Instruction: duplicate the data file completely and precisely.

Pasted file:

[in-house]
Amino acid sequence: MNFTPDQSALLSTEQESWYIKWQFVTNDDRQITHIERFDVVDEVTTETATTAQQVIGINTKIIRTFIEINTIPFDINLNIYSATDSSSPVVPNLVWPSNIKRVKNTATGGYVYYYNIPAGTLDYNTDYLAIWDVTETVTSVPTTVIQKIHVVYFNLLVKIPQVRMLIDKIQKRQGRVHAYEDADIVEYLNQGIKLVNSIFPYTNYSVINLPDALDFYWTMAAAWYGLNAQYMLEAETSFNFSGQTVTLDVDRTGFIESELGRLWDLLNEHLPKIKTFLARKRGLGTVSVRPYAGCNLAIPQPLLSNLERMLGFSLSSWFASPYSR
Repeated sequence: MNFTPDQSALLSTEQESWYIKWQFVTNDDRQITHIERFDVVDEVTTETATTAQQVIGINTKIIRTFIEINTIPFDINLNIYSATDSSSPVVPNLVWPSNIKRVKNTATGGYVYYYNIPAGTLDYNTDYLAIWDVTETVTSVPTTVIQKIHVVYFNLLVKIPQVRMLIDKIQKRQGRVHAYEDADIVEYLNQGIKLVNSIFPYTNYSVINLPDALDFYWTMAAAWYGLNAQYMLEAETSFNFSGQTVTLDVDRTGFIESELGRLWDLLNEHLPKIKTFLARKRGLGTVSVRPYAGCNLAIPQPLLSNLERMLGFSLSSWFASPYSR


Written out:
[in-house]
Amino acid sequence: MNFTPDQSALLSTEQESWYIKWQFVTNDDRQITHIERFDVVDEVTTETATTAQQVIGINTKIIRTFIEINTIPFDINLNIYSATDSSSPVVPNLVWPSNIKRVKNTATGGYVYYYNIPAGTLDYNTDYLAIWDVTETVTSVPTTVIQKIHVVYFNLLVKIPQVRMLIDKIQKRQGRVHAYEDADIVEYLNQGIKLVNSIFPYTNYSVINLPDALDFYWTMAAAWYGLNAQYMLEAETSFNFSGQTVTLDVDRTGFIESELGRLWDLLNEHLPKIKTFLARKRGLGTVSVRPYAGCNLAIPQPLLSNLERMLGFSLSSWFASPYSR
Repeated sequence: MNFTPDQSALLSTEQESWYIKWQFVTNDDRQITHIERFDVVDEVTTETATTAQQVIGINTKIIRTFIEINTIPFDINLNIYSATDSSSPVVPNLVWPSNIKRVKNTATGGYVYYYNIPAGTLDYNTDYLAIWDVTETVTSVPTTVIQKIHVVYFNLLVKIPQVRMLIDKIQKRQGRVHAYEDADIVEYLNQGIKLVNSIFPYTNYSVINLPDALDFYWTMAAAWYGLNAQYMLEAETSFNFSGQTVTLDVDRTGFIESELGRLWDLLNEHLPKIKTFLARKRGLGTVSVRPYAGCNLAIPQPLLSNLERMLGFSLSSWFASPYSR